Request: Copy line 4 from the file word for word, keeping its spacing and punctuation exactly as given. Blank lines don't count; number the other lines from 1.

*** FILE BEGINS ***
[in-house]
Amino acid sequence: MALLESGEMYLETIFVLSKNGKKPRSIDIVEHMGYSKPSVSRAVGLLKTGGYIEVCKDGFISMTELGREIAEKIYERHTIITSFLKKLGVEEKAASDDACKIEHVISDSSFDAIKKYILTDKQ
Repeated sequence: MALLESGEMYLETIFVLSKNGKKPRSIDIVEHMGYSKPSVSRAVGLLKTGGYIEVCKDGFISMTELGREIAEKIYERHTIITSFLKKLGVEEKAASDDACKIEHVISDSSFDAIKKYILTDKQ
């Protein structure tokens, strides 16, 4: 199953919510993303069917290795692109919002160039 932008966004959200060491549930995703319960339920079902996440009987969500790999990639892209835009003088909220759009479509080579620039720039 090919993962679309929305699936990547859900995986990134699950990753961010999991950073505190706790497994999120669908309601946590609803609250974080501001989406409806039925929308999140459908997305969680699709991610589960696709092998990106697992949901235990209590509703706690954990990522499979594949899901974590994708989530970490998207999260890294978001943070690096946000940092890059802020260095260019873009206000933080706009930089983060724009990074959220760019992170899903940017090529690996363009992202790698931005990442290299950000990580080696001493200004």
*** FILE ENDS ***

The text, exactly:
């Protein structure tokens, strides 16, 4: 199953919510993303069917290795692109919002160039 932008966004959200060491549930995703319960339920079902996440009987969500790999990639892209835009003088909220759009479509080579620039720039 090919993962679309929305699936990547859900995986990134699950990753961010999991950073505190706790497994999120669908309601946590609803609250974080501001989406409806039925929308999140459908997305969680699709991610589960696709092998990106697992949901235990209590509703706690954990990522499979594949899901974590994708989530970490998207999260890294978001943070690096946000940092890059802020260095260019873009206000933080706009930089983060724009990074959220760019992170899903940017090529690996363009992202790698931005990442290299950000990580080696001493200004």